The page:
The Words of Jesus

John

Reading the Word

John 12:44–50 (ESV)

44 And Jesus cried out and said, “Whoever believes in me, believes not in me but in him who sent me. 45 And whoever sees me sees him who sent me. 46 I have come into the world as light, so that whoever believes in me may not remain in darkness. 47 If anyone hears my words and does not keep them, I do not judge him; for I did not come to judge the world but to save the world. 48 The one who rejects me and does not receive my words has a judge; the word that I have spoken will judge him on the last day. 49 For I have not spoken on my own authority, but the Father who sent me has himself given me a commandment—what to say and what to speak. 50 And I know that his commandment is eternal life. What I say, therefore, I say as the Father has told me.”

Understanding and Applying the Word

The word of God cuts two ways. For some, the word brings salvation and life. These are the people who hear the word and trust in it. They believe Jesus is the Savior of mankind and place their faith in his atoning sacrifice. They demonstrate this faith through obedience to God’s word.

On the other hand, the word of God also brings judgment and condemnation for some. Jesus warns in today’s passage that the Father will hold accountable those who reject Jesus and his message. Jesus came to bring light into a dark world. His message was that all have sinned and must repent and trust in Christ for salvation. To reject Jesus is to reject the message given from the Father.

We must never treat Jesus and his words as merely interesting sayings. He was not a philosophical guru. Yes, he said many wise things that were, and still are, challenging. The most challenging and the most important teaching of Jesus is that he is the eternal Son of God who speaks with the authority of God and came to bring salvation to a lost world. To reject Jesus is to reject the word of God and the only means of forgiveness and salvation. We must weigh the words of Jesus carefully.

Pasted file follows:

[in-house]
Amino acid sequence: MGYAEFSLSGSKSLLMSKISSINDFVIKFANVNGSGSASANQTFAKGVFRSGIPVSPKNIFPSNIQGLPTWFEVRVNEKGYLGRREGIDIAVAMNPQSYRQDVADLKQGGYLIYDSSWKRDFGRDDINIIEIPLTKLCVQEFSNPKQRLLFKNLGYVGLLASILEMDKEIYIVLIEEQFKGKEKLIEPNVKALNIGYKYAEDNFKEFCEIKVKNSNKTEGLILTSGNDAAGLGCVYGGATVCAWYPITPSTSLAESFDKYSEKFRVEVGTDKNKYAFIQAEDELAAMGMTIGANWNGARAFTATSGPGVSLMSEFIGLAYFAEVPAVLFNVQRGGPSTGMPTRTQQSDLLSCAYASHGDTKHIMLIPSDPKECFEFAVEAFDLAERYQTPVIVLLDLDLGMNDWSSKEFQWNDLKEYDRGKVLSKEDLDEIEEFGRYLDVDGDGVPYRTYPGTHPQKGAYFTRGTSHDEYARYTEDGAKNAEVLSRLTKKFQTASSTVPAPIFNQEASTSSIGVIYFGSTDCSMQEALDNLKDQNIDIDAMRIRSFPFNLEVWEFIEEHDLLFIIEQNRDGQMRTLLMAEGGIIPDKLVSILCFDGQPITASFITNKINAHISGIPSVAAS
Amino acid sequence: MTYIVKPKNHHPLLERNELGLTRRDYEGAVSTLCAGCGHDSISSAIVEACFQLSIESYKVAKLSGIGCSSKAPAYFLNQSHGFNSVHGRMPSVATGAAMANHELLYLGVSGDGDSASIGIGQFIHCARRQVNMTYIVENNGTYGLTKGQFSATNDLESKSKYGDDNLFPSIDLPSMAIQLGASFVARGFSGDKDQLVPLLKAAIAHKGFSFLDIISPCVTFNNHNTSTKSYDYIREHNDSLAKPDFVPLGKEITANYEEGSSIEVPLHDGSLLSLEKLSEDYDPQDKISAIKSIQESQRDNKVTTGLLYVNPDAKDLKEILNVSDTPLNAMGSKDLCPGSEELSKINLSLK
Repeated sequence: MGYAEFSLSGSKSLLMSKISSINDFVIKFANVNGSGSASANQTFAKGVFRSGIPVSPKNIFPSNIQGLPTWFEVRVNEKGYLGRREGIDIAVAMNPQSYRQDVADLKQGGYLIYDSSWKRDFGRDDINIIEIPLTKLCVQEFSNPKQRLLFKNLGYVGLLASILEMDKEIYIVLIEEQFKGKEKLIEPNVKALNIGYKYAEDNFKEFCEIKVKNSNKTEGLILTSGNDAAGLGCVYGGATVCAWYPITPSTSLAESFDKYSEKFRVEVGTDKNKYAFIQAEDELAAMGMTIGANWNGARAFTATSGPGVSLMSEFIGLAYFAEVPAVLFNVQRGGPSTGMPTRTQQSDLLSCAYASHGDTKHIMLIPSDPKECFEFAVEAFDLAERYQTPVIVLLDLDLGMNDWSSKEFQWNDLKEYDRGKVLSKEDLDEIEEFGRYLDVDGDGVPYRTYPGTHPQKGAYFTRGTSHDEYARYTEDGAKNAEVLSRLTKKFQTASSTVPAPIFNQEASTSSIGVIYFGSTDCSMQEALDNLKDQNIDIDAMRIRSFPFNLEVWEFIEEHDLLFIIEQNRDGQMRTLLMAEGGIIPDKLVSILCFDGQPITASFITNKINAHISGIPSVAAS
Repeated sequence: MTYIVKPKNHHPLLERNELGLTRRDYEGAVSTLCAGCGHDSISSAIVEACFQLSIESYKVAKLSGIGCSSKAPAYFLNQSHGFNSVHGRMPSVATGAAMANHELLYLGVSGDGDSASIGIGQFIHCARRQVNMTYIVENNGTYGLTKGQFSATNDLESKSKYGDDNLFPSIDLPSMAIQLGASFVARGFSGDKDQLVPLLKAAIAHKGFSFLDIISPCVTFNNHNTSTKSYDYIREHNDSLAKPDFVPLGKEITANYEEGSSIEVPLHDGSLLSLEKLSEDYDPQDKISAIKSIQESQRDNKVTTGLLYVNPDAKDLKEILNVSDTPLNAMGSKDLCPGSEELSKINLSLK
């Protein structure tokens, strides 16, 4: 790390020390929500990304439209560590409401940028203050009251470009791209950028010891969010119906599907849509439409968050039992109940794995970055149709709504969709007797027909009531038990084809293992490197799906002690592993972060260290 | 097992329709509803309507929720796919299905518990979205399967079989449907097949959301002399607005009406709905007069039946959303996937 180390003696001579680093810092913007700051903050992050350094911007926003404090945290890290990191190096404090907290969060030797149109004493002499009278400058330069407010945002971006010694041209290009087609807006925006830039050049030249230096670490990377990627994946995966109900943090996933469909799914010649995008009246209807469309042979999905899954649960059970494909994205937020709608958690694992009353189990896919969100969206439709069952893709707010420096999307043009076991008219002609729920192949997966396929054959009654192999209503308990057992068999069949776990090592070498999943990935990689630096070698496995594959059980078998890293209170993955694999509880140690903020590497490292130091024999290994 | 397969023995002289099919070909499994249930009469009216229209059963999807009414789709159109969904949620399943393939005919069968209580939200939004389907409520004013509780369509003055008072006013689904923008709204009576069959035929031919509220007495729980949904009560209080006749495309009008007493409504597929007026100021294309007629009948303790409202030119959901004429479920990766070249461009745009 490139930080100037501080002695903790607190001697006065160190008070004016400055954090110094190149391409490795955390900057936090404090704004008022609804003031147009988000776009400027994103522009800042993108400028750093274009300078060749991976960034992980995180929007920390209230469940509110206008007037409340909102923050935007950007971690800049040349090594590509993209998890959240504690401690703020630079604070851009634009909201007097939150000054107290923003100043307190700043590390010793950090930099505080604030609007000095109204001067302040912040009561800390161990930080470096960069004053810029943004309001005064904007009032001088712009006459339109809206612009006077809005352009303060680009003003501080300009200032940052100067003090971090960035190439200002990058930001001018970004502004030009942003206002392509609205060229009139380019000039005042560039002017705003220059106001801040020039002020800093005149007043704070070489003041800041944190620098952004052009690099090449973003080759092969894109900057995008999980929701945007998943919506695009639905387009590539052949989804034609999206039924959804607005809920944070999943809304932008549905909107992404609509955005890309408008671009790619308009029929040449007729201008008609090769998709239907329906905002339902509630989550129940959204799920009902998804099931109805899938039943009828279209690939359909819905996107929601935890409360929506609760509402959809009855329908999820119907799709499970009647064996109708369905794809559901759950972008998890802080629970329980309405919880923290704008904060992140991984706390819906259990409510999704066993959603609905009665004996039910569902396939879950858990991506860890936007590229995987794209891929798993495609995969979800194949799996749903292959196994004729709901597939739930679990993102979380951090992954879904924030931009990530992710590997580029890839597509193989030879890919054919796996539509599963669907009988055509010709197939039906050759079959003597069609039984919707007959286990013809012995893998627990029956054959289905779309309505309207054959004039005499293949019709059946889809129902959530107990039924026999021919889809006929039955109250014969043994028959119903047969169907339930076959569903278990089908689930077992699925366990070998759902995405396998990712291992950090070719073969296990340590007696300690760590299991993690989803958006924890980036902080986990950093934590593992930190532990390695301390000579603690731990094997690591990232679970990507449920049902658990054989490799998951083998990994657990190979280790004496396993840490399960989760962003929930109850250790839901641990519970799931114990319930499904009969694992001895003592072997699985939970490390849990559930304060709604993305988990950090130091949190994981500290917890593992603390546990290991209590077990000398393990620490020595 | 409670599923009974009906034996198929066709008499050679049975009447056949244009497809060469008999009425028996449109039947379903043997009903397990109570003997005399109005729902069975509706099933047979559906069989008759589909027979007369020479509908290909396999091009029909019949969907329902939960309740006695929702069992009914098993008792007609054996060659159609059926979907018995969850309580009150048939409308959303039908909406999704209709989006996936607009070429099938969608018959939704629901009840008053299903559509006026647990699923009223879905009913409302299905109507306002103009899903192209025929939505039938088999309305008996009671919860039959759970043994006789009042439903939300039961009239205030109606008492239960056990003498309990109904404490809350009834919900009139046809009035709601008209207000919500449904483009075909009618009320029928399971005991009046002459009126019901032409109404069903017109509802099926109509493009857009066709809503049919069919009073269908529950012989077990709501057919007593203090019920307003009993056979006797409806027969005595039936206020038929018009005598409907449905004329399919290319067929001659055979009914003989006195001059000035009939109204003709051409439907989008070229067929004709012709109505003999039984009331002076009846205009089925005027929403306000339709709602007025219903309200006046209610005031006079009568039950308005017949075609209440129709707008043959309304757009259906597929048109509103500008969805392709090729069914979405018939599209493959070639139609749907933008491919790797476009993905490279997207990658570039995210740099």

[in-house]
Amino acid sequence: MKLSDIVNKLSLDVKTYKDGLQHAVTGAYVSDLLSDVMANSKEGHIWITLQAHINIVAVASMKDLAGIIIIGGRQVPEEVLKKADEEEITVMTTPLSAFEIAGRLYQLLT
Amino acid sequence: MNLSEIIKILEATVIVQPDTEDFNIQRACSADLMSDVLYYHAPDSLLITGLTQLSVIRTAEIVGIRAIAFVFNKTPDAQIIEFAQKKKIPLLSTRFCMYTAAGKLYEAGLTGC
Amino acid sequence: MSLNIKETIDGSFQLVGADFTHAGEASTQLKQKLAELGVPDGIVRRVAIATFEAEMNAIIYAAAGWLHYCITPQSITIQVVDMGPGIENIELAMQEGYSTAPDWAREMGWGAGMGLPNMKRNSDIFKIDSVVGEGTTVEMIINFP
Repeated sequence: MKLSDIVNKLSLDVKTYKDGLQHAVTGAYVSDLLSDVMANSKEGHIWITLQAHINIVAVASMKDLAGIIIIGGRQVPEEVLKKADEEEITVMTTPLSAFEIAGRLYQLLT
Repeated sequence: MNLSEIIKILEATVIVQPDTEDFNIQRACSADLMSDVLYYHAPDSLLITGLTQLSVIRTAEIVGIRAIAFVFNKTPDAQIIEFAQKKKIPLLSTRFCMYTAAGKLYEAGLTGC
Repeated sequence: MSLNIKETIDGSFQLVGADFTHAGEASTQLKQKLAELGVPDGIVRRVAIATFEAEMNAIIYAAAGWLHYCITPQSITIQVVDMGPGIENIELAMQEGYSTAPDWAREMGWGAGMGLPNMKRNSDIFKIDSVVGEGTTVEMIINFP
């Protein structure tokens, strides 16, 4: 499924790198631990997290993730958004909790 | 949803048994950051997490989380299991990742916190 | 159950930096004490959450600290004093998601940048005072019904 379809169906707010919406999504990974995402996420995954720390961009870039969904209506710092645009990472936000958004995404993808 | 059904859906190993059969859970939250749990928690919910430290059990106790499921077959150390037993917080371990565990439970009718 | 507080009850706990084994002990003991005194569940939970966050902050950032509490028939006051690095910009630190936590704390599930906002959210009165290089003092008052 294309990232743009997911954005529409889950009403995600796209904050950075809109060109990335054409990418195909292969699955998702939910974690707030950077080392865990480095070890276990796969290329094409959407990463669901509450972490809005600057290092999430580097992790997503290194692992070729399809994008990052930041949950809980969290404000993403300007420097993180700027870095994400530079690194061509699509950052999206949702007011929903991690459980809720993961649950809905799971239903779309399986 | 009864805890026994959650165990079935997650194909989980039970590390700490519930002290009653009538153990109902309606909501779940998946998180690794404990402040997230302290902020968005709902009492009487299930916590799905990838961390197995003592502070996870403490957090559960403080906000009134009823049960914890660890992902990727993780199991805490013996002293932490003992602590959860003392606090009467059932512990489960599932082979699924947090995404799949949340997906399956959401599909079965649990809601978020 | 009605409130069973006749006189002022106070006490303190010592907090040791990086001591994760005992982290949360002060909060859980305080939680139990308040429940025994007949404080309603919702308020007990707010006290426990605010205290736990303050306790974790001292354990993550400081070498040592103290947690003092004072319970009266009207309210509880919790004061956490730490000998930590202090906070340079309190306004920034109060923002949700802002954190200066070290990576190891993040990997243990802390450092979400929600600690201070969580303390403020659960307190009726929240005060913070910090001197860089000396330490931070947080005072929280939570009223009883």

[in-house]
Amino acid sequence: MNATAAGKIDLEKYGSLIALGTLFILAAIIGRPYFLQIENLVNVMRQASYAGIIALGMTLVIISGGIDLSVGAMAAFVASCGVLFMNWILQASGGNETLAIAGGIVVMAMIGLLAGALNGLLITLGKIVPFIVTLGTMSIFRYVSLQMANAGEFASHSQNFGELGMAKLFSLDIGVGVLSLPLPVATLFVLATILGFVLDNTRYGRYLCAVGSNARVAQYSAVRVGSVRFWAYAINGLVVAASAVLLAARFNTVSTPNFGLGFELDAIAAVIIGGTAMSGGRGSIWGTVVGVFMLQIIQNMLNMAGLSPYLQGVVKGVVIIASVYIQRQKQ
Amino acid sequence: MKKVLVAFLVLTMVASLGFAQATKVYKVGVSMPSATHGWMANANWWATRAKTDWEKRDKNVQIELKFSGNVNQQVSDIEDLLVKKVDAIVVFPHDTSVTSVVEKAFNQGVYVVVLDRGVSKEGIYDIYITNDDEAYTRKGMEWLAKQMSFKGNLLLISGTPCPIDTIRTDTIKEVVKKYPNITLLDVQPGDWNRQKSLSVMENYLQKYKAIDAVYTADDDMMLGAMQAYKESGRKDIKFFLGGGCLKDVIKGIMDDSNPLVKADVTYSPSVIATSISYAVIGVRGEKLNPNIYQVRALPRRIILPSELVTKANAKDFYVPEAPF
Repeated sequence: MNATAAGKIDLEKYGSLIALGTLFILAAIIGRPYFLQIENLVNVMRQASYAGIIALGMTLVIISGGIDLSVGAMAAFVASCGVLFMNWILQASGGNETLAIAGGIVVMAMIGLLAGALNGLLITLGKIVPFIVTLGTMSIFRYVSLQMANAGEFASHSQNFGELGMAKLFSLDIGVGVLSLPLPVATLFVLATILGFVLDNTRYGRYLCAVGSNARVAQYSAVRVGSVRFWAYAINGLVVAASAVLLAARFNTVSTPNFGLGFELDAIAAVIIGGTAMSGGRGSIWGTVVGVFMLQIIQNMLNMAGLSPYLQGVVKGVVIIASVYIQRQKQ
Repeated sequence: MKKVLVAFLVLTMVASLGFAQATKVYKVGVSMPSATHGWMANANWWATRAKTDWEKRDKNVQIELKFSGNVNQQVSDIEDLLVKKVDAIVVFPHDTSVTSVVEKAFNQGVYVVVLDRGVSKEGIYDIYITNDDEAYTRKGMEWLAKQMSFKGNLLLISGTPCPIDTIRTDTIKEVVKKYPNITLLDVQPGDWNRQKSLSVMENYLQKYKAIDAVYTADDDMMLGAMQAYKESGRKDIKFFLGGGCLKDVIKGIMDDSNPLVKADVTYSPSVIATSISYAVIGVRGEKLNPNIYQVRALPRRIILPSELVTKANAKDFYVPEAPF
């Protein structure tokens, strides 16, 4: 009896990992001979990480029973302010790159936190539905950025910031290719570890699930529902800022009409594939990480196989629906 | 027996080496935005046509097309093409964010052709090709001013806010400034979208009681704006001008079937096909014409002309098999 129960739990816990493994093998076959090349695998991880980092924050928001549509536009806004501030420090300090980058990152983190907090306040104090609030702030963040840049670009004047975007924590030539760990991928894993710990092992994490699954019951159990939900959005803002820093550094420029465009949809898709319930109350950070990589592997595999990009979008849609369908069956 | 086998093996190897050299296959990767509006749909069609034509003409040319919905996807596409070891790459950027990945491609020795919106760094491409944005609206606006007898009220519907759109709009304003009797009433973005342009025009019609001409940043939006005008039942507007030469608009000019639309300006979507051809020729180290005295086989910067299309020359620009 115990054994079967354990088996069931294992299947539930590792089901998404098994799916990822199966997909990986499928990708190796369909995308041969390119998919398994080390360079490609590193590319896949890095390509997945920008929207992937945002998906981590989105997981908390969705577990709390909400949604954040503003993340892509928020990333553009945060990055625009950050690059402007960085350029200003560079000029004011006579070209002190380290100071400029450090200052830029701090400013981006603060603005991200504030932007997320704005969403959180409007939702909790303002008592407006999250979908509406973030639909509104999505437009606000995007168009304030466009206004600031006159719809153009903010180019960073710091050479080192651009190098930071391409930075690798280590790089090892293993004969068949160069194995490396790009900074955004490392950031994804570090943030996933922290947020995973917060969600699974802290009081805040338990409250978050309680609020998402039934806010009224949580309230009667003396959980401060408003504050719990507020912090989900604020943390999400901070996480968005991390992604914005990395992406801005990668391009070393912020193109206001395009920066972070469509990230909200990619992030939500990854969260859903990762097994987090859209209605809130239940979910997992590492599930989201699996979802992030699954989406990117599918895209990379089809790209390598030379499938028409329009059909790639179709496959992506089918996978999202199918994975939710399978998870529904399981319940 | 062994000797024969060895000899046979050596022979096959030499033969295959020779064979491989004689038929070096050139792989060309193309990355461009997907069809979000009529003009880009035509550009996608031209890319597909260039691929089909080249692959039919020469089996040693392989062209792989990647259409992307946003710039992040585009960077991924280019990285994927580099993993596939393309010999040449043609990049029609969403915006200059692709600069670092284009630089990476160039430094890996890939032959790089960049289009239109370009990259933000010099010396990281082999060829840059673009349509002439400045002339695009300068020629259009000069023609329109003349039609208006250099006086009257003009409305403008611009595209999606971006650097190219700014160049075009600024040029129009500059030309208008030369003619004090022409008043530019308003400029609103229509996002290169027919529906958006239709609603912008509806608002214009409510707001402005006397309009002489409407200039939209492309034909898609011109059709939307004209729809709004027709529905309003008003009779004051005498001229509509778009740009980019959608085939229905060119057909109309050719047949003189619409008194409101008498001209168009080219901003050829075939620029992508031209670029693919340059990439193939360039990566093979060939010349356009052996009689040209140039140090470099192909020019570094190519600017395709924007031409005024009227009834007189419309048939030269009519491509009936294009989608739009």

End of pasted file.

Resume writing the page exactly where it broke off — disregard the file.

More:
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Sooner than Expected

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Reading the Word

Matthew 24:45–51 (ESV)

45 “Who then is the faithful and wise servant, whom his master has set over his household, to give them their food at the proper time? 46 Blessed is that servant whom his master will find so doing when he comes. 47 Truly, I say to you, he will set him over all his possessions. 48 But if that wicked servant says to himself, ‘My master is delayed,’ 49 and begins to beat his fellow servants and eats and drinks with drunkards, 50 the master of that servant will come on a day when he does not expect him and at an hour he does not know 51 and will cut him in pieces and put him with the hypocrites. In that place there will be weeping and gnashing of teeth.

Understanding and Applying the Word

Matthew 24-25 make up what is commonly referred to as the Olivet Discourse. In these chapters, Jesus gives us his most lengthy teaching on the end times. In the verses we have looked at so far, Jesus has emphasized that the timing of the end is to remain unknown to us, but we must be ready at all times by living holy lives and preaching the gospel to the world.